In 1990, the American car market was just shaking off the Malaise Era of the mid-seventies to late-eighties low horsepower, poor quality, crapbox-on-wheels domestic auto production. Chevrolet needed an explosive halo car, one that could take on the world, a King of the Hill. It found that in the Chevy Corvette ZR-1. With an all-aluminum, 32-valve, DOHC V-8 producing 375 horsepower and 370 pound-feet of torque, the ZR-1 could hit 60 miles per hour from a dead stop in a scant 4.4 seconds, pushing on to a top speed north of 180 miles per hour.
The ZR-1 was equipped with wider bodywork from the rear of the doors back, FX3 Active Ride Control, driver and passenger power leather sport seats, a low tire pressure warning system, a Delco-Bose 200-watt AM/FM/CD system, and a six-speed manual transmission. The ZR-1 package pushed the sticker price of a Corvette coupe to over $60,000, but many dealers charged premiums that inflated the price beyond $100,000.
Pros: With total production numbering only 6,922, a C4 Chevy Corvette ZR-1 owner is guaranteed exclusivity. The performance is still very good compared to today’s sports cars. The ZR-1 was proven to be quite robust, setting seven world speed records in March of 1990, including 100 miles, 500 miles, 1,000 miles, 5,000 miles, 12 hours endurance, and 24 hours endurance, all at speeds in excess of 173 miles per hour.
Service for these rather impressive cars is available at most Chevy dealers. But the most notable item is this: as fourth-generation Corvette prices have reached their low ebb, so have ZR-1 prices. It is fairly easy to find a 1990 or 1991 model year in good condition, with low miles, under $25,000. For less than the price of a V-6 Ford Mustang fastback, you can have your very own world-class-performance Corvette ZR-1.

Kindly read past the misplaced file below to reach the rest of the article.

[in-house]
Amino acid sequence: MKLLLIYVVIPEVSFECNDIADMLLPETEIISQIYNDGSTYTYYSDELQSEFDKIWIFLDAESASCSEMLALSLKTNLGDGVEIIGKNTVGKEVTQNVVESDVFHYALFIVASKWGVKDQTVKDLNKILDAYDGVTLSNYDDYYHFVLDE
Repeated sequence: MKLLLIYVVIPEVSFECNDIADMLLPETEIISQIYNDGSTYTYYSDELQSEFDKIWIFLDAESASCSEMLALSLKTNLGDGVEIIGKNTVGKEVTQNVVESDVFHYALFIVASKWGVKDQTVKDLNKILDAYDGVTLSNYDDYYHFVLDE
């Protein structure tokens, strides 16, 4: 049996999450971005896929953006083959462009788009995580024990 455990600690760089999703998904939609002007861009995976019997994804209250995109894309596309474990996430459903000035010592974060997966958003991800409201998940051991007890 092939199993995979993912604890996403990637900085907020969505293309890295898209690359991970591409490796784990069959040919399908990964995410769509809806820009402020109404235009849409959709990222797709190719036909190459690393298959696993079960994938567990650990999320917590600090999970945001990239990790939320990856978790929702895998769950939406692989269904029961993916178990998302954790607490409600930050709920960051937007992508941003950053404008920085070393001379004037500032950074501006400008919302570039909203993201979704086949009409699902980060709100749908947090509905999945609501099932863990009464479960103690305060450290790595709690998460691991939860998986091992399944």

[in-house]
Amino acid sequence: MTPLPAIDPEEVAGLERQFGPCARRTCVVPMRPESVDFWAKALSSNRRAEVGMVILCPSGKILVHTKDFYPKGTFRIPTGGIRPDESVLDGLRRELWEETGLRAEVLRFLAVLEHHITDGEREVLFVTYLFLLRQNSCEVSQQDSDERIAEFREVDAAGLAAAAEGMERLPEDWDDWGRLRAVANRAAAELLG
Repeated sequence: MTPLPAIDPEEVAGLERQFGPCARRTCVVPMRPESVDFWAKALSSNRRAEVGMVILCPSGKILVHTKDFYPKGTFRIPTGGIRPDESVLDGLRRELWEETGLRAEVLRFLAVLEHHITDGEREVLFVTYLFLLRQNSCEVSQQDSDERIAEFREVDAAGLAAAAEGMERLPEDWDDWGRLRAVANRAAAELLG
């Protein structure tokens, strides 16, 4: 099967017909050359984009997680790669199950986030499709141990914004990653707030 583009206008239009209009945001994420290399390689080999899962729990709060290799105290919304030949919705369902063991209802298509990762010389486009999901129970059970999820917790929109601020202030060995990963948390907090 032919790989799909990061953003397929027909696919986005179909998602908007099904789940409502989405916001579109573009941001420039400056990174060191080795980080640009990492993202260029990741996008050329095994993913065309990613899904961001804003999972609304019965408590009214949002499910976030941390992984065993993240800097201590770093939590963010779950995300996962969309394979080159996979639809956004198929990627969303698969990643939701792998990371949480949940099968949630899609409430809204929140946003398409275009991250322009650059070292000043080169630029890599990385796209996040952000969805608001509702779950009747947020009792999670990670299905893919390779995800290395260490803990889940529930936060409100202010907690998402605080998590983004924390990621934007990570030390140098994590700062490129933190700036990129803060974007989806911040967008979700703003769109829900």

Cons: As can happen with exclusive cars of low production numbers, C4 Chevy Corvette ZR-1 parts can sometimes be tricky and expensive to find. Joining an online forum is helpful. For those who don’t know the difference, the ZR-1 looks like every other fourth-generation Corvette coupe. ZR-1 bodywork is unique from the doors back to accommodate eleven-inch-wide rear wheels. In order to achieve the chassis stiffness needed to cope with the initial 375 hp, and later 405 hp, the ZR-1 had to be produced as a fixed-roof coupe only. The ‘solar’ windshield was made only for this model, and can be both tough to source and costly to replace.
The interiors of all fourth gen ‘Vettes tend to wear poorly. Because of the high sills and massive transmission tunnel, getting in and out of them is akin to climbing in and out of a canoe. Starting in 1993, ZR-1 output jumped to 405 horsepower, courtesy of modified cylinder heads and valvetrain. As a result, 1993-1995 ZR-1s are more expensive.
Verdict: With most parts and service readily available, Chevy Corvette ZR-1 ownership shouldn’t be an overly-expensive proposition. Moreover, current sales prices on low-mile examples that have had good upkeep are well below the price of your average new car. For a rather reasonable admission price, you are rewarded with exceptional performance, a decent degree of comfort and options, and robust powertrain, all wrapped in a package that is overdue to appreciate. With the collector car market still quite hot, this is a performance bargain with a bit of exclusivity, poised to increase in value. One could find worse investments.